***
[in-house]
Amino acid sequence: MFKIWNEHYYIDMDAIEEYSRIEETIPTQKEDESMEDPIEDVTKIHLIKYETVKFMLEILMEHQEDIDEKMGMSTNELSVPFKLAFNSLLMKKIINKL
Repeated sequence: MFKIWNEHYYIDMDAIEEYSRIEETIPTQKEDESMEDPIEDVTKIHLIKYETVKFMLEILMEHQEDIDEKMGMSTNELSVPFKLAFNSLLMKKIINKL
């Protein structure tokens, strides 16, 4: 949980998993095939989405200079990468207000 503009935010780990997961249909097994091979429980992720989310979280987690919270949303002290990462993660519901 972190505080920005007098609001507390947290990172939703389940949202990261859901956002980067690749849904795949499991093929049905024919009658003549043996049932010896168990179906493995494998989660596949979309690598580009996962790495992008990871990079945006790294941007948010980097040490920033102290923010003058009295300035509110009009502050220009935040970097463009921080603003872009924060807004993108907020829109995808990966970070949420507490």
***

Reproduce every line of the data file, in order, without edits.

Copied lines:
[in-house]
Amino acid sequence: MFKIWNEHYYIDMDAIEEYSRIEETIPTQKEDESMEDPIEDVTKIHLIKYETVKFMLEILMEHQEDIDEKMGMSTNELSVPFKLAFNSLLMKKIINKL
Repeated sequence: MFKIWNEHYYIDMDAIEEYSRIEETIPTQKEDESMEDPIEDVTKIHLIKYETVKFMLEILMEHQEDIDEKMGMSTNELSVPFKLAFNSLLMKKIINKL
């Protein structure tokens, strides 16, 4: 949980998993095939989405200079990468207000 503009935010780990997961249909097994091979429980992720989310979280987690919270949303002290990462993660519901 972190505080920005007098609001507390947290990172939703389940949202990261859901956002980067690749849904795949499991093929049905024919009658003549043996049932010896168990179906493995494998989660596949979309690598580009996962790495992008990871990079945006790294941007948010980097040490920033102290923010003058009295300035509110009009502050220009935040970097463009921080603003872009924060807004993108907020829109995808990966970070949420507490």